By Jen Wieczner
October 27, 2017

Since moving into the White House, President Donald Trump has adopted a special nickname for his new local newspaper: the “Amazon Washington Post, a barb accusing the paper’s owner, Amazon CEO Jeff Bezos, of using it to advance his company’s interests.

Bezos, who personally bought the Post for $250 million—with his own money, not Amazon’s—in 2013, however, has played a surprisingly backseat role for a newspaper owner. While Bezos and the newspaper’s editors have previously denied that the Amazon CEO controls the Post’s news coverage or feeds it article ideas, he doesn’t even give the journalists feedback on their work—even when it has been critical of Amazon (amzn).

“As for the coverage, he doesn’t get involved in it at all—not what stories to do or what not to do; he doesn’t comment on any stories, including about Amazon, he just doesn’t,” Marty Baron, executive editor of the Washington Post, said Thursday at an annual dinner for Columbia University’s Knight-Bagehot journalism fellowship.

“We’ve had negative stories,” added Baron, referencing the paper’s coverage of the controversial “Amazon Key,” a plan announced this week to allow the e-commerce giant to unlock its customers’ front doors, which a Post column called “Silicon Valley at its most out-of-touch.”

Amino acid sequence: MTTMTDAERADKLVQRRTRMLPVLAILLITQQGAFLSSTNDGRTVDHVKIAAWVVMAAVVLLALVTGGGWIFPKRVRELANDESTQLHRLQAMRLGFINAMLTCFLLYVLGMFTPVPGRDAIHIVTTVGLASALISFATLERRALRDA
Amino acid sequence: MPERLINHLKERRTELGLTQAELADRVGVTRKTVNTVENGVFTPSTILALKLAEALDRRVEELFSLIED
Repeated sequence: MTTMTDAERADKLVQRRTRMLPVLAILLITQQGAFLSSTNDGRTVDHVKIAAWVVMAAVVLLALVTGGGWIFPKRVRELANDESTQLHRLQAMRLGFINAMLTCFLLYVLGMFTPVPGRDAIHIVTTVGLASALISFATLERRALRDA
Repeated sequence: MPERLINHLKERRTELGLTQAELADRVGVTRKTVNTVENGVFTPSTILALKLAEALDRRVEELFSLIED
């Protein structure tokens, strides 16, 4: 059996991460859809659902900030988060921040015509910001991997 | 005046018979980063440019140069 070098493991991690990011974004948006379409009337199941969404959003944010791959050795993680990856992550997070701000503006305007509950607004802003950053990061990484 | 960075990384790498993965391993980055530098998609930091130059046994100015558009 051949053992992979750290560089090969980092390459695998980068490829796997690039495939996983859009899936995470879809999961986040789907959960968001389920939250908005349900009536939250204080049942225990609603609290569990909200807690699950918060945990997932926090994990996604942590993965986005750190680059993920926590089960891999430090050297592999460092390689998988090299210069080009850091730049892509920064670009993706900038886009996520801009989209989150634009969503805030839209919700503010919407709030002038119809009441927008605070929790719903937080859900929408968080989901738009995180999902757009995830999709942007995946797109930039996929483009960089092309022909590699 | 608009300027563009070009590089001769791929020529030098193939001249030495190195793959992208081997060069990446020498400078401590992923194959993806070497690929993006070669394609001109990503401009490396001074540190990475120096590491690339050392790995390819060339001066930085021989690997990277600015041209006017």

Nor did Bezos react when the paper ran a lengthy article this summer suggesting that Amazon could become a dangerous monopoly. “I haven’t heard one word from him about any of that, not one word,” Baron said at the dinner.

Amazon, for its part, is doing just fine, news coverage notwithstanding: Amazon stock surged as much as 13% Friday after the tech company’s earnings report blew past Wall Street’s expectations, raising Bezos’s net worth with it.

But Baron’s account contradicts assertions by President Trump, who has repeatedly accused Bezos and the paper of doing Amazon’s bidding—in addition to criticizing its political reporting—despite the fact that Amazon itself does not own any stake in the Post.

The newspaper wouldn’t shy away from investigating Amazon either, added Baron, who was immortalized in the Oscar-winning movie Spotlight, which dramatized the investigative reporting project he oversaw at the Boston Globe, exposing a molestation scandal at the Catholic Church. Still, the Washington Post so far hasn’t found anything at Amazon meriting such an investigation, he said.

While Baron declined to reveal how much money Bezos has invested in the Post since buying it, he did credit the Amazon founder’s “intellectual capital” and ideas for improving the newspaper’s business—such as targeting a larger, national audience, and bolstering its technology and digital subscriptions, including through hiring sprees of both reporters and engineers.

The Washington Post is on track for its second profitable year in a row in 2017 after “many years” of losing money, thanks in large part to new online-only subscribers, which surpassed one million in the past few months, Baron said. He quoted Bezos’s credo that now guides the paper’s mission: “Be riveting, be right, and make people pay.”

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